In addition, under the Decree, Volkswagen must fund a trust over three years in the total amount of $2.7 billion, which states, Puerto Rico, the District of Columbia, and Indian tribes can use to perform specified NOx mitigation projects. This amount is expected to fund projects to fully mitigate the total, lifetime excess emissions from the 2.0 Liter Subject Vehicles. See Decree Section IV.D and Appendix D. The trust will be administered by a trustee to be selected after the Decree is entered.
Finally, Volkswagen must invest $2 billion over a 10-year period to support the increased use of zero emission vehicle (“ZEV”) technology in the United States, including the development and maintenance of ZEV charging stations and infrastructure. See Consent Decree Section IV.C and Appendix C.
The publication of this notice opens a period for public comment on the Partial Consent Decree. Comments concerning the Partial Consent Decree (but not concerning the FTC Order or Class Action Settlement) should be addressed to the Assistant Attorney General, Environment and Natural Resources Division and should refer to In re: Volkswagen “Clean Diesel” Marketing, Sales Practices, and Products Liability Litigation, Case No: MDL No. 2672 CRB (JSC), and D.J. Ref. No. 90-5-2-1-11386.
All comments must be submitted no later than thirty (30) days after the publication date of this notice. Comments may be submitted either by email or by mail:
|To submit comments:||Send them to:|
|By mail||Assistant Attorney General, U.S. DOJ—ENRD, P.O. Box 7611, Washington, D.C. 20044-7611.|
The Partial Consent Decree, the FTC Order, and the Class Action Settlement may all be viewed and downloaded from http://www.cand.uscourts.gov/crb/vwmdl. During the public comment period, the Partial Consent Decree may also be examined and downloaded at this Justice Department Web site: https://www.justice.gov/enrd/consent-decrees. We will provide a paper copy of the Partial Consent Decree upon written request and payment of reproduction costs. Please mail your request and payment to: Consent Decree Library, U.S. DOJ—ENRD, P.O. Box 7611, Washington, DC 20044-7611.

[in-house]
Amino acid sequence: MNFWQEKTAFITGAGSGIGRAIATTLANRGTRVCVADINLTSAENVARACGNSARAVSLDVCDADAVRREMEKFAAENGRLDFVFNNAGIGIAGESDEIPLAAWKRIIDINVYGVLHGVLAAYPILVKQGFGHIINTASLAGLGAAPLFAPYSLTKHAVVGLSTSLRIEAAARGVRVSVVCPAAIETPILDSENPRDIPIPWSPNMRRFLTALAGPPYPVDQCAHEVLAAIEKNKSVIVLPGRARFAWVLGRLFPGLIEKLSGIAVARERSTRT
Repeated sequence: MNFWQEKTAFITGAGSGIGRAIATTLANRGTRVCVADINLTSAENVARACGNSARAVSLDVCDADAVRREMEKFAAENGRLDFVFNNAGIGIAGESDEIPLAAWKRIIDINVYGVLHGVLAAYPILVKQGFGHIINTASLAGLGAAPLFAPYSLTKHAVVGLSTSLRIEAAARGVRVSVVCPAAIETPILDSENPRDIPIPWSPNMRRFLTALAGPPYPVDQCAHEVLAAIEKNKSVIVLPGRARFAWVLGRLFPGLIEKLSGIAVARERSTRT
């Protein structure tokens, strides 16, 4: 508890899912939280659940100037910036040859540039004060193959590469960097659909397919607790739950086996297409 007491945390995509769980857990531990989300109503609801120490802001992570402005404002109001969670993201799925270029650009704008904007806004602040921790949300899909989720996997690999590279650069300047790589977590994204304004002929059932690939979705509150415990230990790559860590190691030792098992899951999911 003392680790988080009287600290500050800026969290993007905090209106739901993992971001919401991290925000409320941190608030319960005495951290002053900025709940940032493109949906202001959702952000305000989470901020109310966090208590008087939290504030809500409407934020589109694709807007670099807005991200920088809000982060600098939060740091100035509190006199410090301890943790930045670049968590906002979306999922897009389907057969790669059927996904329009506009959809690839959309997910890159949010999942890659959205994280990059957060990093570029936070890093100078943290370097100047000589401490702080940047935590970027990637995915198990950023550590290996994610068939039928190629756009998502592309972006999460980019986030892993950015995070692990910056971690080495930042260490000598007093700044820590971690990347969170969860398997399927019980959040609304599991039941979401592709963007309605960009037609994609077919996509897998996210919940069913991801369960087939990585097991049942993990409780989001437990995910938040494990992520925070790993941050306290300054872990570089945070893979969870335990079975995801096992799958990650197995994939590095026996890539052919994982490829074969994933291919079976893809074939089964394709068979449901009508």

For the entire Partial Consent Decree and its appendices, please enclose a check or money order for $55.25 (25 cents per page reproduction cost) payable to the United States Treasury. For a copy of certain portions of the Partial Consent Decree, please designate which portions are requested, and provide the appropriate amount of money. For the Partial Consent Decree without the exhibits and signature pages, the cost is $13.50. For Appendix A, the cost is $3.25. For Appendix B, the cost is $17.25. For Appendix C, the cost is $8.50. For Appendix D, the cost is $10.75.
Karen S. Dworkin,
Assistant Section Chief, Environmental Enforcement Section, Environment and Natural Resources Division.
[FR Doc. 2016-15858 Filed 7-5-16; 8:45 am]
BILLING CODE 4410-15-P